In arguments that could lead to a Supreme Court decision unleashing profound change for the nation, justices Tuesday questioned legal teams about California's gay marriage ban. The exchanges were interesting if not telling -- the consensus being that the justices did not reveal their leanings.
Here are selected questions and comments of note. A ruling on the case isn't expected until the end of spring.
Justice Roberts’ comments on standing
Several justices, including Chief Justice John G. Roberts, sounded skeptical Tuesday that a private citizen could defend the state’s laws. “I don’t think we have ever allowed something like that,” Roberts said.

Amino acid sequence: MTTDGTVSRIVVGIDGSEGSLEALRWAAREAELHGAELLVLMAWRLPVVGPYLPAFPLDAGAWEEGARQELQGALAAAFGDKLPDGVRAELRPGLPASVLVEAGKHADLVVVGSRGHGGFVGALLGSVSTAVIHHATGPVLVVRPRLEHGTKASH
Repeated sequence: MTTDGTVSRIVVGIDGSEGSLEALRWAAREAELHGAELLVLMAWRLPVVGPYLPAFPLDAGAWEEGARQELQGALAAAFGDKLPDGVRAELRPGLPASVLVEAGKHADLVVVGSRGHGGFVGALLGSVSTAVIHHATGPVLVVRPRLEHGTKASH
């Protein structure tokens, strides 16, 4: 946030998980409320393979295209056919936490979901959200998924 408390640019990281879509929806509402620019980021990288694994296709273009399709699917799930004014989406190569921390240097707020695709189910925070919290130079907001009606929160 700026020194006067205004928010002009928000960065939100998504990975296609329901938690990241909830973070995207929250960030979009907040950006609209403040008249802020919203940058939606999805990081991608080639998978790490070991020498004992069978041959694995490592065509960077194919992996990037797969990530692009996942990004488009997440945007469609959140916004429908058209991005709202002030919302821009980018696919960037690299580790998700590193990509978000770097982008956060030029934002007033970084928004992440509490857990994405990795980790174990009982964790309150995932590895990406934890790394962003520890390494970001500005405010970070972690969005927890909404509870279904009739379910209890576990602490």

Justice Kennedy on harm to children
Justice Anthony M. Kennedy, while acknowledging that the long-term effects of legalized gay marriage are unknown, suggested that the tens of thousands of children of gay and lesbian couples in California have a voice in the case as well. “They want their parents to have full recognition,” he said.
Justice Kagan on procreative purpose
Justice Elena Kagan drew laughter in the courtroom when she pressed attorney Charles Cooper to explain why the government should deny marriage to same-sex couples. Cooper, who represents the sponsor of Prop. 8, said marriage was about “responsible procreation.”